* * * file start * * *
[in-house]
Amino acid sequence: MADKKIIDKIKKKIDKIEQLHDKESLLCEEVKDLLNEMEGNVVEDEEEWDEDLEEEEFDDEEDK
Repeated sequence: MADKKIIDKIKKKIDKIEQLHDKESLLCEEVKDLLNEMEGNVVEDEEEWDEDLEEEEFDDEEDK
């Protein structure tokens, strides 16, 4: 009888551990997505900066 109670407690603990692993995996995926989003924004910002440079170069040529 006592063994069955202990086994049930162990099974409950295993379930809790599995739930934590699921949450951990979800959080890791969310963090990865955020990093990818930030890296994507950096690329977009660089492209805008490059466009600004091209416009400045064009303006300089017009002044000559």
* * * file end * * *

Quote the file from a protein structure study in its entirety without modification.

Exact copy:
[in-house]
Amino acid sequence: MADKKIIDKIKKKIDKIEQLHDKESLLCEEVKDLLNEMEGNVVEDEEEWDEDLEEEEFDDEEDK
Repeated sequence: MADKKIIDKIKKKIDKIEQLHDKESLLCEEVKDLLNEMEGNVVEDEEEWDEDLEEEEFDDEEDK
């Protein structure tokens, strides 16, 4: 009888551990997505900066 109670407690603990692993995996995926989003924004910002440079170069040529 006592063994069955202990086994049930162990099974409950295993379930809790599995739930934590699921949450951990979800959080890791969310963090990865955020990093990818930030890296994507950096690329977009660089492209805008490059466009600004091209416009400045064009303006300089017009002044000559």